(1958 - )
Yoav Galant is an Israeli politician and former soldier. A general and commander of the Southern Command in the Israel Defense Forces (IDF), he was initially chosen in to succeed Gabi Ashkenazi as the next Chief of General Staff in 2011 by Defense Minister Ehud Barak; however, although his appointment was approved by the government, it was later canceled by Prime Minister Benjamin Netanyahu and Barak following months of scandal surrounding his appointment due to allegations that he had seized public lands for his personal use near his home.
In January 2015, he entered politics, joining the new Kulanu party. After being elected to the Knesset, he was appointed Minister of Construction.
.Galant was born in November 1958 in Jaffa. His mother, Fruma, was a Holocaust survivor and his father, Michael, served in the Givati Brigade in the 1948 Arab–Israeli War, including the Samson’s Foxes unit. Michael participated in Operation Yoav and named his son for the operation. Galant received a BA in Business and Finance Management from the University of Haifa. Galant lives in moshav Amikam.
He is married to Claudine, a retired IDF lieutenant colonel. They have a son and two daughters
Galant began his military career in 1977 as a naval commando in the 13th Flotilla. In the 1980s, after six years in the flotilla, he moved to Alaska and worked as a lumberjack. He then returned to the navy and served on a missile boat (including a position as deputy commander of INS Keshet) and again in the 13th Flotilla. In 1992, Galant was earmarked by then-navy commander Ami Ayalon for the command of the 13th Flotilla, a position he was meant to take up in 1994. Galant preferred not to study during the two remaining years, and instead moved into the ground forces and, in 1993, took up command of the Menashe (Jenin) Brigade of the West Bank Division.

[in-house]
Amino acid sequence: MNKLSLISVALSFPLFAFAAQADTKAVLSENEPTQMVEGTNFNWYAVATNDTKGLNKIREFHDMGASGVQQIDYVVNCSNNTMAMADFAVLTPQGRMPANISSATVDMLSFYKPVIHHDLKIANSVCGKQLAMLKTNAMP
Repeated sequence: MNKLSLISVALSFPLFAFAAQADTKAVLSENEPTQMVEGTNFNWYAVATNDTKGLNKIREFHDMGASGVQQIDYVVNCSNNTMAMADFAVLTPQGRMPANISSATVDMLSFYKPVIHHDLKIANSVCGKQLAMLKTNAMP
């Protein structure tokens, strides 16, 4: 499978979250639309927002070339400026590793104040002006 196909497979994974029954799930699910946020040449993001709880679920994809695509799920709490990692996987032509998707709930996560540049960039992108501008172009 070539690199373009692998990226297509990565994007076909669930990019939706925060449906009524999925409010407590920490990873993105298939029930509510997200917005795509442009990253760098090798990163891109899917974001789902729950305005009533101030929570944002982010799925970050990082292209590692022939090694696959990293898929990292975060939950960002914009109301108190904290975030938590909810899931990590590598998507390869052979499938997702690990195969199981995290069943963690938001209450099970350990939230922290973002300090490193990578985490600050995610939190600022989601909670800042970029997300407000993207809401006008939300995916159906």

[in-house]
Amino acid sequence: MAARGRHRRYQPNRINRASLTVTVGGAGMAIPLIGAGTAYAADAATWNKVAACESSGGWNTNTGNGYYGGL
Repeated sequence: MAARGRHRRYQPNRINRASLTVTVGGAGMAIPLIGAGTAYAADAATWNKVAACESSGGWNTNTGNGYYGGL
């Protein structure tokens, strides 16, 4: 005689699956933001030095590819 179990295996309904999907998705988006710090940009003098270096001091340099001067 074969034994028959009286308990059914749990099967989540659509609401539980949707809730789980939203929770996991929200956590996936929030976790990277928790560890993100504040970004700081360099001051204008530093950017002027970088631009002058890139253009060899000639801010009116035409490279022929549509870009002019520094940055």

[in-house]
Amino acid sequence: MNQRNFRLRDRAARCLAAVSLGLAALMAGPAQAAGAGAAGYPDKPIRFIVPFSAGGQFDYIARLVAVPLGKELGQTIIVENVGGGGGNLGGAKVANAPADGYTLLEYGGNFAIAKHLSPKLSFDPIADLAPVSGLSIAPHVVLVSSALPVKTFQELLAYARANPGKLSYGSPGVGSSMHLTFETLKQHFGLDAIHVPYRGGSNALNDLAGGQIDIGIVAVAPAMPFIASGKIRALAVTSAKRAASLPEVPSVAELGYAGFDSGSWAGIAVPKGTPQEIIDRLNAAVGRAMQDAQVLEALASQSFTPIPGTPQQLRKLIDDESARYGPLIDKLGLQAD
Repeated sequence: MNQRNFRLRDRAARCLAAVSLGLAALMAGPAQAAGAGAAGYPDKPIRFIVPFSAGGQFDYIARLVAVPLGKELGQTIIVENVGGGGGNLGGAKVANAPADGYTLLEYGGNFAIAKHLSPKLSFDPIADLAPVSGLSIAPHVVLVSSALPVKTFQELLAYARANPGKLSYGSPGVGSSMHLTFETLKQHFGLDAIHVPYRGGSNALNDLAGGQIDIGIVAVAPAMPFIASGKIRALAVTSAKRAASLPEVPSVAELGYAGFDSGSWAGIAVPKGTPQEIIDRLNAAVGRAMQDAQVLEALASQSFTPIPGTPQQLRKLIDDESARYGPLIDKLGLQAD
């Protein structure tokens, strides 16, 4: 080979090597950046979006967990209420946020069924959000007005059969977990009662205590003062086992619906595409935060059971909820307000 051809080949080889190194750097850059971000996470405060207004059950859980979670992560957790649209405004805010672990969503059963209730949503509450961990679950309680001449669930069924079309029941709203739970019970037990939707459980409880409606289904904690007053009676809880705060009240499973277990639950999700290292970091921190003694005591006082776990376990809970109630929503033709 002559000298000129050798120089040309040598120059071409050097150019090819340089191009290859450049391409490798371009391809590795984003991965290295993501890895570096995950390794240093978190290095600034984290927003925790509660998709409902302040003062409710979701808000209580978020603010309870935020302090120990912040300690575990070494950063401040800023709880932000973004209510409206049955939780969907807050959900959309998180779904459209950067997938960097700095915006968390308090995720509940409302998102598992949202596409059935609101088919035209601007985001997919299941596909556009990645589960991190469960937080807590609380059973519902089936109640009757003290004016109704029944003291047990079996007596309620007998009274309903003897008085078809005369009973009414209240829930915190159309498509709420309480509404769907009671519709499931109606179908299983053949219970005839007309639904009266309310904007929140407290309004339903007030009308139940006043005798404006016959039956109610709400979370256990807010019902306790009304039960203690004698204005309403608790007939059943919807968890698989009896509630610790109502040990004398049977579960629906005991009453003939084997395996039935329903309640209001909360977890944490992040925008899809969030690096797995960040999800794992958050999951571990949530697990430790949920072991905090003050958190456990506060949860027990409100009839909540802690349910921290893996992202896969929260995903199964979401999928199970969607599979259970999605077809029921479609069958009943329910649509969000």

After serving for three years as commander of the 13th Flotilla, Galant moved up to command the Gaza Division. He also commanded the reserve 340th Armored Division (Idan Formation), and in 2001 became the Chief of Staff of the GOC Army Headquarters. Galant attained the rank of a major general when he became the Military Secretary of the Prime Minister in 2002. In 2005, Galant was appointed as commander of the Southern Command. During his tenure (which lasted until October 21, 2010), the IDF embarked on Operation Cast Lead against Hamas in the Gaza Strip. Galant commanded the operation, and his role in the field and in the success of the operation gained praise and helped him in the race for Chief of Staff.
The Israeli NGO, Yesh Gvul, filed suit against Galant’s appointment as IDF chief of staff, claiming that his command role in Cast Lead confirmed him as a suspect in "grave violations of international law." Haaretz noted that Galant lobbied against an investigation of Col. Ilan Malka, the IDF commander who approved the airstrike that killed 21 members of the al-Samouni clan during Cast Lead. Galant’s view was ignored as the military prosecutor general opened an investigation of the incident, which was highlighted by the Goldstone Report (since disavowed by its author) as a possible serious breach of international law.
On 22 August 2010, Minister of Defense Ehud Barak presented the candidacy of Galant for the post of the IDF’s twentieth Chief of Staff to the government. It was expected that he would receive the promotion. Galant’s appointment followed a controversy, where a forged document was transferred to Israel’s Channel 2, which accused Galant of attempting to smear rival candidate Benny Gantz.